The Ledger Nano S is an intriguing little thing. It’s a memory stick size hardware device that can perform multiple tasks. Including being a secure Bitcoin wallet, an ethereum wallet and hardware authenticator for the universal second factor authentication standard…
At first glance this looks like an ordinary flash drive, but if we swing open the metal cover you will see theres a little screen and two buttons along with a micro USB port on the end. The interface is intentionally simple and easy to use. You use the left or right button to scroll thru options. You press both buttons to confirm the selection.
Setup is really simple. First just put the micro USB cable into the side of the Ledger Nano S. You will see the logo pop up. It will then ask you to choose a PIN number. You will need to input this PIN every time you power on the Ledger Nano S. Its worth stating that if you enter the wrong PIN three times in a row it automatically erases everything on the stick, so don’t forget it.
Ledger gives you 24 different words to write down on the card provided. These are the recovery words which enable you to restore your generate keys in case you lose the hardware wallet. It then asks you a bunch of questions, to test whether you have written your recovery words down, after that your ready to use the device.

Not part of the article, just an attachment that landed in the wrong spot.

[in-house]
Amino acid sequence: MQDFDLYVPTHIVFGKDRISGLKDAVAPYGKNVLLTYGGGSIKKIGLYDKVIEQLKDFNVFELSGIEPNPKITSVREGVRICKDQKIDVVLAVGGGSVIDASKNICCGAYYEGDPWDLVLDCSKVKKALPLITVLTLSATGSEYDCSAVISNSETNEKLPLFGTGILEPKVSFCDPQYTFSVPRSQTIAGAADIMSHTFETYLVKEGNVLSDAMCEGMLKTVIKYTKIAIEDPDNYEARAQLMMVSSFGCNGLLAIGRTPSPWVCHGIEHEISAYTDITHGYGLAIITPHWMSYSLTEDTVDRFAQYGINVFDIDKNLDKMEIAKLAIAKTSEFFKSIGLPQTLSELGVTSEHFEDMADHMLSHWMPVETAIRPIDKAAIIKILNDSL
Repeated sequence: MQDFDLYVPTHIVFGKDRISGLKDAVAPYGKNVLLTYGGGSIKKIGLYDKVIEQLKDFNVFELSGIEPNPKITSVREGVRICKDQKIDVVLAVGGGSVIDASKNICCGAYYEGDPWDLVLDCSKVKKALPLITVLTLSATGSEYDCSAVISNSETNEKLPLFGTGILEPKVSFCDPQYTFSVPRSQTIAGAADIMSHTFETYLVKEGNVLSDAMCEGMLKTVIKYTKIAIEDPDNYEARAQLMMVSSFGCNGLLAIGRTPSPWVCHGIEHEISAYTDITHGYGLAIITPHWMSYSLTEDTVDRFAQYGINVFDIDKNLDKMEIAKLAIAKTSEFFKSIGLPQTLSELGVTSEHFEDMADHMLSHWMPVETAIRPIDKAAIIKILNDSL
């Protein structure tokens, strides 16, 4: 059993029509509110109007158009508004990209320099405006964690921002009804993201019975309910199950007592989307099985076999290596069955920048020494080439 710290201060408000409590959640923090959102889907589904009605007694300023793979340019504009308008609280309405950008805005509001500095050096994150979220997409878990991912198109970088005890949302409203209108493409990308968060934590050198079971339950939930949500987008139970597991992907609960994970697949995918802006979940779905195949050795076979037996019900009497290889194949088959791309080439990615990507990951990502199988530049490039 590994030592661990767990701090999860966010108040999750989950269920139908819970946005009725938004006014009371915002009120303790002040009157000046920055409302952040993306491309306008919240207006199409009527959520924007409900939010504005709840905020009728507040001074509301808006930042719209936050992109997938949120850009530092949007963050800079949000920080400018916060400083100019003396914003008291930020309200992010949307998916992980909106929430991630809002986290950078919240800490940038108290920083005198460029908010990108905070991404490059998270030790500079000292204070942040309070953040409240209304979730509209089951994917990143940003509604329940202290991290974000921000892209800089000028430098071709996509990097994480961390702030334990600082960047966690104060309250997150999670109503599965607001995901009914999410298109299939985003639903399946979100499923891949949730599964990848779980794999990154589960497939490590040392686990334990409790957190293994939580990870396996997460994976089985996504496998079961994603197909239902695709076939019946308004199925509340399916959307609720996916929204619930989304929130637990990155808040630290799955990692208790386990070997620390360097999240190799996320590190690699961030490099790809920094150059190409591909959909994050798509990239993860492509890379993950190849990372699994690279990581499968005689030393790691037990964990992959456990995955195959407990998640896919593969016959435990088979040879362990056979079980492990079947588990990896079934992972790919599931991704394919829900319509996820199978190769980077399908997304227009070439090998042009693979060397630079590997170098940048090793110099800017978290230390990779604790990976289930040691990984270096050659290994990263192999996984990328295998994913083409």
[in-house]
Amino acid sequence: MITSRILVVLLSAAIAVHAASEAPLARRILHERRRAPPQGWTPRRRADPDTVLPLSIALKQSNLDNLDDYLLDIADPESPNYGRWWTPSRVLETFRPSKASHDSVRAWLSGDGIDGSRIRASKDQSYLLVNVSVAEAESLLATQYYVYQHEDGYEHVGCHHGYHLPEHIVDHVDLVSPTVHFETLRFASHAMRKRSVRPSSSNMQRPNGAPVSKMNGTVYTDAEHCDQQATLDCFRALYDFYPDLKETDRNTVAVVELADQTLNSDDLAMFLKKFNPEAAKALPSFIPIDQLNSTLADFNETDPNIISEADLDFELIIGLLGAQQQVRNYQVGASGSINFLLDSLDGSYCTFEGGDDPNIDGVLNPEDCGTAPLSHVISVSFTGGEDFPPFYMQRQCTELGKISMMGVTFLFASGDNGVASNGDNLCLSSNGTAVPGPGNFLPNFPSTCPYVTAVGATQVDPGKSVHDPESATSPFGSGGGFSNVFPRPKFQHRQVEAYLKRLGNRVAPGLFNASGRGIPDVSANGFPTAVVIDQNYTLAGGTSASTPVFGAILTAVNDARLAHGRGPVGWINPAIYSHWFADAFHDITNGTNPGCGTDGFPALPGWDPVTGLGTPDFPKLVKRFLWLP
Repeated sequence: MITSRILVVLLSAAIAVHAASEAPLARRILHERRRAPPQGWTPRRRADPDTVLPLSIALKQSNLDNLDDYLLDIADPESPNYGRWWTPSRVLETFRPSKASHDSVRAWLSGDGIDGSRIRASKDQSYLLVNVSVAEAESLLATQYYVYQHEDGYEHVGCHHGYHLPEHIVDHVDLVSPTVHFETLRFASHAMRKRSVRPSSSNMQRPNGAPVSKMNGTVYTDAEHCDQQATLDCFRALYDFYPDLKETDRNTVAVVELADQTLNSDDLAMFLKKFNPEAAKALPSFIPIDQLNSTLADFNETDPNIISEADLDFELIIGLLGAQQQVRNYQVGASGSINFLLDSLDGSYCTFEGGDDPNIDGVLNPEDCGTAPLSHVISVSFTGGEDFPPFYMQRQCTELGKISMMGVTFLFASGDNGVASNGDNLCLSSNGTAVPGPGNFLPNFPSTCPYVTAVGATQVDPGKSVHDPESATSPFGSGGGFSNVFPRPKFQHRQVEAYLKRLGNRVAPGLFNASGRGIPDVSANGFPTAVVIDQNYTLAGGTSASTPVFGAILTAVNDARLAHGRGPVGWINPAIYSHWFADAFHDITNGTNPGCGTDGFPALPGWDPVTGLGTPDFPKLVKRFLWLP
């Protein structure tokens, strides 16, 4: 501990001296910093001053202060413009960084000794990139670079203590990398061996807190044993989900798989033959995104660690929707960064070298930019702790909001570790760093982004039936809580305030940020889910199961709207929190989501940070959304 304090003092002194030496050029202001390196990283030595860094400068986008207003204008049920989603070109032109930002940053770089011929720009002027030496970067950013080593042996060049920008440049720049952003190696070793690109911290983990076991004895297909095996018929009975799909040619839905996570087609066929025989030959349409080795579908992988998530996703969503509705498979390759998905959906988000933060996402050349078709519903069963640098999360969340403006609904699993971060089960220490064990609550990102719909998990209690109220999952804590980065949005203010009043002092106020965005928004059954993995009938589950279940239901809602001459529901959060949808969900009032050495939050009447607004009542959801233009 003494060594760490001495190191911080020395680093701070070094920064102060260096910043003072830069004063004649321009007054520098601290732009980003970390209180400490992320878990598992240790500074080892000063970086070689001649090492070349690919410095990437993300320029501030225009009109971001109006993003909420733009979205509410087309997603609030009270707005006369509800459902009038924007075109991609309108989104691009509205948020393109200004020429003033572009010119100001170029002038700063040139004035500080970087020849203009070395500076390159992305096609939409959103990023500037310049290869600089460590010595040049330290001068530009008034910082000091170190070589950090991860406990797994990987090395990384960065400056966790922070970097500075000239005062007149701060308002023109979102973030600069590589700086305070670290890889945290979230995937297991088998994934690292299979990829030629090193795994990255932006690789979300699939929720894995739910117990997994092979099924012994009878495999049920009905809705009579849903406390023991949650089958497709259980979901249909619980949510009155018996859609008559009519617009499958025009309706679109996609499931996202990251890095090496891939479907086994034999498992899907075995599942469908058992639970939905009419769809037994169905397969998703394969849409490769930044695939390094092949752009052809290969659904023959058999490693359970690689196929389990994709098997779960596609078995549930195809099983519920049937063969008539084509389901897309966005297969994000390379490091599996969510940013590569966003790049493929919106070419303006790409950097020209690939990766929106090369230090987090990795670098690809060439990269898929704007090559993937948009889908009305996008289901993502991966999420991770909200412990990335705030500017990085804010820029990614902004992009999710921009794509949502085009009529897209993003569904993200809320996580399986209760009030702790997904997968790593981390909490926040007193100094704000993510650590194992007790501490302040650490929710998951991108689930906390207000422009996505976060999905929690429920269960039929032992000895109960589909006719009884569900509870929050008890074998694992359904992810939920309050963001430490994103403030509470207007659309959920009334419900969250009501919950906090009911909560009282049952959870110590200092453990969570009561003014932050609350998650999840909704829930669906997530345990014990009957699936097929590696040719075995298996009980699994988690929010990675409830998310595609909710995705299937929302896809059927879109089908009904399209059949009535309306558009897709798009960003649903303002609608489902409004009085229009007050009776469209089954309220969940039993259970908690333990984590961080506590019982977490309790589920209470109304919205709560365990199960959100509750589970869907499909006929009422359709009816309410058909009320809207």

Ledger has its own Bitcoin wallet app that works in Chrome… The Chrome app seems to be a very polished experience, I just wish it was available in other browsers. You’ll need to have the Ledger Nano S connected to the wallet to load up. The rest is just like a regular wallet, but when you want to send a transaction you have to first confirm it on the device adding a great level of physical security.
The cool thing about this is that all the important keys and sensitive data is always stored on the Ledger Nano S itself. So in theory it doesn’t matter if the computer you use it on is riddled with Bitcoin stealing viruses or compromised in some other way, It will still remain secure. This also means you can plug it into any computer with access to Chrome and the Ledger wallet and still have access to your account.
Ledger also has an ethereum app available. Which acts in a very similar way. Since the source code is open. its possible for 3rd parties to create other apps for different cryptocurrency. The other app on the device is called FIDO. This is the universal second factor authentication system which allows you to securely log into websites. This works similar to a ubikey, which is compatible with sites likes drop box, google, GitHub and others….
It’s my first time using hardware like this and I must say I really like it. There’s something reassuring about having your private keys being secure and isolated on the device…
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